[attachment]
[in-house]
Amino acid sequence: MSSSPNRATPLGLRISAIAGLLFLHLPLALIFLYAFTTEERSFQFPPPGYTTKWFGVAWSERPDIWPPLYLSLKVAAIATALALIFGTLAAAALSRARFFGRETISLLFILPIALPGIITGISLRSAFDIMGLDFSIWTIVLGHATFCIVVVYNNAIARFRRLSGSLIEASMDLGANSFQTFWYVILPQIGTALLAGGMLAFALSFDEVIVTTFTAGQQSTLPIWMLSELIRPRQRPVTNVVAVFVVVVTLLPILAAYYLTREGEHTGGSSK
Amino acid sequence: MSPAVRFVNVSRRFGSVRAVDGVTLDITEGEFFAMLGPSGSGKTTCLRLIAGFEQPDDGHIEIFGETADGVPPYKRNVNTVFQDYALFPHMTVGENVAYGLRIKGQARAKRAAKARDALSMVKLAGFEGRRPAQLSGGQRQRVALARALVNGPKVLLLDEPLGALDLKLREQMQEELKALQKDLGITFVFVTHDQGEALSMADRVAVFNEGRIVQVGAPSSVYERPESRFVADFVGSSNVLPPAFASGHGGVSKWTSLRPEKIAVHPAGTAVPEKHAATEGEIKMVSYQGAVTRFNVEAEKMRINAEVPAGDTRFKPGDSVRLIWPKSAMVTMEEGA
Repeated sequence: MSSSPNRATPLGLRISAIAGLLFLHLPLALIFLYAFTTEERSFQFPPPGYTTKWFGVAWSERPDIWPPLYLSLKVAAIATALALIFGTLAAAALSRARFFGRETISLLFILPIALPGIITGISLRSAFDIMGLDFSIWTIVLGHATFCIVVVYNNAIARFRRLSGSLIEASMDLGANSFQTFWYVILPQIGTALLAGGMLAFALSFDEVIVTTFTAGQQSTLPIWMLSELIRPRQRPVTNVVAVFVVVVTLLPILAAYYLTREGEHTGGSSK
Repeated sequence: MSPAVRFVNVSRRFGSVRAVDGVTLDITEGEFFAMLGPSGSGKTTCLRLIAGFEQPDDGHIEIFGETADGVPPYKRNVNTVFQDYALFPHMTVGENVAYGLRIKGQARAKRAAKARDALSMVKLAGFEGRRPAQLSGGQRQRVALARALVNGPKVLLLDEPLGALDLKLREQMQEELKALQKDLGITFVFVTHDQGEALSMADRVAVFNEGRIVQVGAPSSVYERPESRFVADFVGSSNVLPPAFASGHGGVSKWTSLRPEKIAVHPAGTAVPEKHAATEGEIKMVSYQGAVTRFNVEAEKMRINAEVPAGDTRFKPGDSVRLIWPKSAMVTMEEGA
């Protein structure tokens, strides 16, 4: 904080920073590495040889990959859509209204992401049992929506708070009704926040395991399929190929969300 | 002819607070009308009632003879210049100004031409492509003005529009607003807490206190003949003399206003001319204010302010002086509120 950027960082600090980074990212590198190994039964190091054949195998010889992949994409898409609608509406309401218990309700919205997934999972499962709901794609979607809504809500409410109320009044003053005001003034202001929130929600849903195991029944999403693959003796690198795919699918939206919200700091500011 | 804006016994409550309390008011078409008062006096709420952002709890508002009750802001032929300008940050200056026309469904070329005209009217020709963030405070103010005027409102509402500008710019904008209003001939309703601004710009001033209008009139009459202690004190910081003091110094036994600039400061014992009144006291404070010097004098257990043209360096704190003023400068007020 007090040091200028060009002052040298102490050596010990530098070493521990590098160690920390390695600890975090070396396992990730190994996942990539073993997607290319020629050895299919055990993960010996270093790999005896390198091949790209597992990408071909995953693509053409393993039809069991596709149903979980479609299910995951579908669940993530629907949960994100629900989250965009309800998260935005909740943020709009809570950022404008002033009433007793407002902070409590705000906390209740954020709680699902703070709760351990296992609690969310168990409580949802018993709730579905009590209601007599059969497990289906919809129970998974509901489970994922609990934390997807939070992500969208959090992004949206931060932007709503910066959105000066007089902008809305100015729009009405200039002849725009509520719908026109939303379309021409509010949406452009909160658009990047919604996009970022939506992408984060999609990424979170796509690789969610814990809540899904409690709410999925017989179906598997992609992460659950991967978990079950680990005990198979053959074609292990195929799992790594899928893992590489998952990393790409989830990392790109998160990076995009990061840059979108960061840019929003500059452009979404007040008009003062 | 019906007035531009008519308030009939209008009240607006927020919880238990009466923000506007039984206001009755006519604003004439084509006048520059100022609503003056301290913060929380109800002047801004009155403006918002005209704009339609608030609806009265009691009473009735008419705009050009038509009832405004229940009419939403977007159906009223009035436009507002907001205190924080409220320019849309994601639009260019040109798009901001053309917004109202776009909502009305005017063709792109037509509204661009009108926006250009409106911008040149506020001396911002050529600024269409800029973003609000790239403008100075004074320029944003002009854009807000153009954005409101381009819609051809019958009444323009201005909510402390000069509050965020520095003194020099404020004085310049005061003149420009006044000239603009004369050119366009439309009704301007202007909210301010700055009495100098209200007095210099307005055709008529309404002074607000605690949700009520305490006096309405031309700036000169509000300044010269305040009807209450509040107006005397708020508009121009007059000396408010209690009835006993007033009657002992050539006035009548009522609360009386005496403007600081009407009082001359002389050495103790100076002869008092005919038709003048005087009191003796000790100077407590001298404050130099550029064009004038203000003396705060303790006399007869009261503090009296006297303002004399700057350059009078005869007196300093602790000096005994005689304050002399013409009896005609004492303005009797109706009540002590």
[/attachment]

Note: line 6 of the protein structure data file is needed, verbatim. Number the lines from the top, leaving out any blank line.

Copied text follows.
């Protein structure tokens, strides 16, 4: 904080920073590495040889990959859509209204992401049992929506708070009704926040395991399929190929969300 | 002819607070009308009632003879210049100004031409492509003005529009607003807490206190003949003399206003001319204010302010002086509120 950027960082600090980074990212590198190994039964190091054949195998010889992949994409898409609608509406309401218990309700919205997934999972499962709901794609979607809504809500409410109320009044003053005001003034202001929130929600849903195991029944999403693959003796690198795919699918939206919200700091500011 | 804006016994409550309390008011078409008062006096709420952002709890508002009750802001032929300008940050200056026309469904070329005209009217020709963030405070103010005027409102509402500008710019904008209003001939309703601004710009001033209008009139009459202690004190910081003091110094036994600039400061014992009144006291404070010097004098257990043209360096704190003023400068007020 007090040091200028060009002052040298102490050596010990530098070493521990590098160690920390390695600890975090070396396992990730190994996942990539073993997607290319020629050895299919055990993960010996270093790999005896390198091949790209597992990408071909995953693509053409393993039809069991596709149903979980479609299910995951579908669940993530629907949960994100629900989250965009309800998260935005909740943020709009809570950022404008002033009433007793407002902070409590705000906390209740954020709680699902703070709760351990296992609690969310168990409580949802018993709730579905009590209601007599059969497990289906919809129970998974509901489970994922609990934390997807939070992500969208959090992004949206931060932007709503910066959105000066007089902008809305100015729009009405200039002849725009509520719908026109939303379309021409509010949406452009909160658009990047919604996009970022939506992408984060999609990424979170796509690789969610814990809540899904409690709410999925017989179906598997992609992460659950991967978990079950680990005990198979053959074609292990195929799992790594899928893992590489998952990393790409989830990392790109998160990076995009990061840059979108960061840019929003500059452009979404007040008009003062 | 019906007035531009008519308030009939209008009240607006927020919880238990009466923000506007039984206001009755006519604003004439084509006048520059100022609503003056301290913060929380109800002047801004009155403006918002005209704009339609608030609806009265009691009473009735008419705009050009038509009832405004229940009419939403977007159906009223009035436009507002907001205190924080409220320019849309994601639009260019040109798009901001053309917004109202776009909502009305005017063709792109037509509204661009009108926006250009409106911008040149506020001396911002050529600024269409800029973003609000790239403008100075004074320029944003002009854009807000153009954005409101381009819609051809019958009444323009201005909510402390000069509050965020520095003194020099404020004085310049005061003149420009006044000239603009004369050119366009439309009704301007202007909210301010700055009495100098209200007095210099307005055709008529309404002074607000605690949700009520305490006096309405031309700036000169509000300044010269305040009807209450509040107006005397708020508009121009007059000396408010209690009835006993007033009657002992050539006035009548009522609360009386005496403007600081009407009082001359002389050495103790100076002869008092005919038709003048005087009191003796000790100077407590001298404050130099550029064009004038203000003396705060303790006399007869009261503090009296006297303002004399700057350059009078005869007196300093602790000096005994005689304050002399013409009896005609004492303005009797109706009540002590």